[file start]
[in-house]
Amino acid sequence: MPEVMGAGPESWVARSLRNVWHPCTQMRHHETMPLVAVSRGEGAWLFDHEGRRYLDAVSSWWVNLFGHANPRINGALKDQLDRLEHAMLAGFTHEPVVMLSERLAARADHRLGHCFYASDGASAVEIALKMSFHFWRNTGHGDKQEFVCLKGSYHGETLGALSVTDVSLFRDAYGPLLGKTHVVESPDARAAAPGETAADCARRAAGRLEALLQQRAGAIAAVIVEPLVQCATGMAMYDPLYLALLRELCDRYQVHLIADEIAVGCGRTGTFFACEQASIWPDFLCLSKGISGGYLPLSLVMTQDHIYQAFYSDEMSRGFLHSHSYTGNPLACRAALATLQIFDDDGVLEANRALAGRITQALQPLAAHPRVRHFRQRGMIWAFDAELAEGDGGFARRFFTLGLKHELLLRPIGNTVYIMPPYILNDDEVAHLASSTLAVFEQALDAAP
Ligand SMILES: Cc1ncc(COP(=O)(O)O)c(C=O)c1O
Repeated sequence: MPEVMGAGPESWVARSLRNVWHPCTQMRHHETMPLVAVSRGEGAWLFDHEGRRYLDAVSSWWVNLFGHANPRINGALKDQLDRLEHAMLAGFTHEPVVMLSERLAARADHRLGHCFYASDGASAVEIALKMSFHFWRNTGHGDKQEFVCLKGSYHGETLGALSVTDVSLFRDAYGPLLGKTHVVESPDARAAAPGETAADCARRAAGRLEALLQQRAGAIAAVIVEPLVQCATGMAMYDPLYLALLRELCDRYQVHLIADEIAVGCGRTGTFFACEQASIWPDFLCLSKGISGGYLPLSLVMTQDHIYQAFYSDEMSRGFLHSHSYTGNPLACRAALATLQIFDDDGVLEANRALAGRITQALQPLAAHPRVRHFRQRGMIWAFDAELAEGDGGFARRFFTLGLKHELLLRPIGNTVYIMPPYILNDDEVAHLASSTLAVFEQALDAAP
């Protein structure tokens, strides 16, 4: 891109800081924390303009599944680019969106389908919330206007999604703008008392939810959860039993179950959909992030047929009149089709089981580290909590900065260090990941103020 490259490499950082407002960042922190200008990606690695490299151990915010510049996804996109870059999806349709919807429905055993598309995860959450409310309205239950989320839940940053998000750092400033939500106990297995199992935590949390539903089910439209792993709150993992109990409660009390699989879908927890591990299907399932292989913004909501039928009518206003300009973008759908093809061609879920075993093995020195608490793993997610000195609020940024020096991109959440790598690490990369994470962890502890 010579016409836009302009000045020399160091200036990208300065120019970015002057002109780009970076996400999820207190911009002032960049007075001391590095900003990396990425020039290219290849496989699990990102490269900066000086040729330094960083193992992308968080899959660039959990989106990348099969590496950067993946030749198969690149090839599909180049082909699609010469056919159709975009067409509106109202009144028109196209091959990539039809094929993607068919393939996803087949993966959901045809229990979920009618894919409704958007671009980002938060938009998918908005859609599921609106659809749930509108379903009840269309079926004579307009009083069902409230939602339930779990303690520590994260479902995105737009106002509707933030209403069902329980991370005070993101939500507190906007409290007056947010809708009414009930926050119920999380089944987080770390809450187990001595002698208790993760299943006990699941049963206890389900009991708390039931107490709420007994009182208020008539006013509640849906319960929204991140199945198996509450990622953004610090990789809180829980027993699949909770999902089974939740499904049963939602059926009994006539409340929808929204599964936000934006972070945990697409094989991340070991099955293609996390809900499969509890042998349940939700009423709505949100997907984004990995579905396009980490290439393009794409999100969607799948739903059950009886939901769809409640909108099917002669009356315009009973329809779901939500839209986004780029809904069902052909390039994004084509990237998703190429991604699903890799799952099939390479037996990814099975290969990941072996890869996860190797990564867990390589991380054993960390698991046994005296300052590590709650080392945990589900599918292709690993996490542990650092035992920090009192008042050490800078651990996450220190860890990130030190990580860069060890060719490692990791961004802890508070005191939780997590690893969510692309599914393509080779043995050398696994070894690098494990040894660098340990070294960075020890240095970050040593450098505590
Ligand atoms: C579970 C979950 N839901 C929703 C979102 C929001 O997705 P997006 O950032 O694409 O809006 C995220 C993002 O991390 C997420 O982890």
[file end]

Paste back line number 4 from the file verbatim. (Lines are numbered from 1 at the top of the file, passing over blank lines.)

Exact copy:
Repeated sequence: MPEVMGAGPESWVARSLRNVWHPCTQMRHHETMPLVAVSRGEGAWLFDHEGRRYLDAVSSWWVNLFGHANPRINGALKDQLDRLEHAMLAGFTHEPVVMLSERLAARADHRLGHCFYASDGASAVEIALKMSFHFWRNTGHGDKQEFVCLKGSYHGETLGALSVTDVSLFRDAYGPLLGKTHVVESPDARAAAPGETAADCARRAAGRLEALLQQRAGAIAAVIVEPLVQCATGMAMYDPLYLALLRELCDRYQVHLIADEIAVGCGRTGTFFACEQASIWPDFLCLSKGISGGYLPLSLVMTQDHIYQAFYSDEMSRGFLHSHSYTGNPLACRAALATLQIFDDDGVLEANRALAGRITQALQPLAAHPRVRHFRQRGMIWAFDAELAEGDGGFARRFFTLGLKHELLLRPIGNTVYIMPPYILNDDEVAHLASSTLAVFEQALDAAP